The Road to Clarity. Long article in the NY Times about the orgins of Clearview, a typeface for improved legibility of roadside signage — particularly when letters are blurred by distance, weather, night, and physical impairment.
>  12 August 2007 | LINK | Filed in , ,
Book Mules. Mule In Venezuela, four-legged mobile libraries, bibliomulas, help distribute books in the foothills of the Andes. (thanks)
>  7 August 2007 | LINK | Filed in , ,
Nissan adds feature to protect pedestrians in collisions. In a crash, the hood “automatically pops upward a few inches to put more distance between it and the hard engine components below, giving the hood more room to flex. The feature is among a growing number being designed to protect pedestrians, especially in low-speed mishaps they might survive. Driving the effort are tougher requirements taking effect in Europe and Japan for cars to be more ‘pedestrian-friendly.’” (via)
>  3 August 2007 | LINK | Filed in
Accidents Halved As Street is Stripped of 'Safety' Features. “Accident levels have almost halved in a London street where ‘safety’ equipment such as guard rails, white lines and signposts were stripped out. The redesign of Kensington High Street has been such a success that the ‘naked road’ concept is set to be rolled out to other cities in Britain and around the world. Engineers removed railings, scores of signposts and combined traffic lights with lamp posts to reduce clutter.” This sounds more like simplification and aggregation of existing signals, though that’s less sensational than the angle that “safety” kills.
>  29 July 2007 | LINK | Filed in ,
Mapping the Regional Express Rail. TRX“In its 1996 Third Regional Plan, the Regional Plan Association describes a rapid transit line in Brooklyn, Queens, and the Bronx that could be built almost entirely on pre-existing rail rights of way and would connect with at least twenty existing subway lines. The so-called “Triboro RX” (“TRX” for short) presents a unique opportunity to provide mobility and accessibility to New Yorkers living or working within these three boroughs, at a fraction of the cost of most transit projects of similar size. In my part-time internship at the RPA, which ends today, the lion’s share of the work I have done has focused on fleshing out the idea of this line.” And he did it with mostly open source tools: GPL mapping and GIS software, GPS to digital camera sync, Google Map maship, population and commuter demand modeling... Mike’s data sources and results are up on his TRX wiki.
>  4 July 2007 | LINK | Filed in ,
Yellow Card. “This magnet was tossed onto your car by a cyclist who felt that you might have been driving in a way that could have endangered their life.” (via)
Yellow Card
>  12 February 2007 | LINK | Filed in
Pedestrian Memorial. “After 19 months of installing ghost bikes for slain cyclists around New York, this is the first memorial we’ve created for a pedestrian.... We tried to come up a simple visual icon (like the white bikes), but couldn't come up with any one symbol that seemed appropriate. In Bogota, Colombia, a stenciled black star is stenciled onto the sidewalk, but that didn't seem right. Suggestions are welcome. Email us at visual.resistance at”
>  8 January 2007 | LINK | Filed in , , ,
Our Ailing Communities. “If that poor woman [on the right shoulder, struggling along] had collapsed from heat stroke, we docs would have written the cause of death as heat stroke and not lack of trees and public transportation, poor urban form, and heat-island effects. If she had been killed by a truck going by, the cause of death would have been ‘motor-vehicle trauma,’ and not lack of sidewalks and transit, poor urban ­planning, and failed political leadership.” A brief interview with public-health advocate Richard Jackson.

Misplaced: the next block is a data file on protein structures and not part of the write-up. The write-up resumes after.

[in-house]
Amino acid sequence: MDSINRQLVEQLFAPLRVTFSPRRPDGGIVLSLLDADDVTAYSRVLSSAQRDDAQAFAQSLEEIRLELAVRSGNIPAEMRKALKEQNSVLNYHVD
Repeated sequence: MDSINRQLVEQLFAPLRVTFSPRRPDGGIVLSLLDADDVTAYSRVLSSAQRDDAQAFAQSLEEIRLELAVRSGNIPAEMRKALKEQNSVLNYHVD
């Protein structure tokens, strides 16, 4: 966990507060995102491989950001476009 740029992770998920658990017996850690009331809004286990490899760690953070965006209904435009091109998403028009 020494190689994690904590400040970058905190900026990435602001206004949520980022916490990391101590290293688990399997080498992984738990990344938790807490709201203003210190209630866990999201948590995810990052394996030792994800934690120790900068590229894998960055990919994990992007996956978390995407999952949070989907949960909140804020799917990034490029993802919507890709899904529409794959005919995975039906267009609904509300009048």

>  25 December 2006 | LINK | Filed in , , ,

Ghost Bikes

Ghost Bike

Last week, the New York Times ran a sober photo essay on the ghost bikes that Visual Resistance and Time’s Up! have been installing around New York City since June 2005. The bikes are public interventions, a grassroots action in the spirit of graffiti memorial walls. The bikes are painted white and chained near the site where a cyclist was killed by an automobile, along with a plaque with their name and the date they were killed. Several are plotted on this map.

The bikes were inspired by a similar project in St. Louis, and have since appeared in cities across the U.S. and the U.K.

A 2005 report on bicycle fatalities from the New York City police, parks, health, and transportation departments reports that between 1996 and 2005, 225 bicyclists were killed in crashes with motor vehicles. Between 1996 and 2003, 3,462 NYC bicyclists were seriously injured in crashes.While the annual number of serious injuries has decreased, deaths remained steady during the 10-year period.

The statistics show a failure of urban design and policy — 89% of crashes occurred at or near intersections, 92% of bicyclist fatalities resulted from crashes with motor vehicles — as well as the absence of personal equipment: 97% of the bicyclists who died were not wearing a helmet. 74% of the fatal crashes involved a head injury.

While it’s clear that helmets save lives, something else is broken in NYC: of the 3,964 transportation-related deaths in New York City between 1996 and 2005, only 6% were cyclists. Almost half the deaths (49%) were pedestrians.

>  5 December 2006 | LINK | Filed in , , , , , ,


Arrive by Bike

Seen here.

>  28 October 2006 | LINK | Filed in

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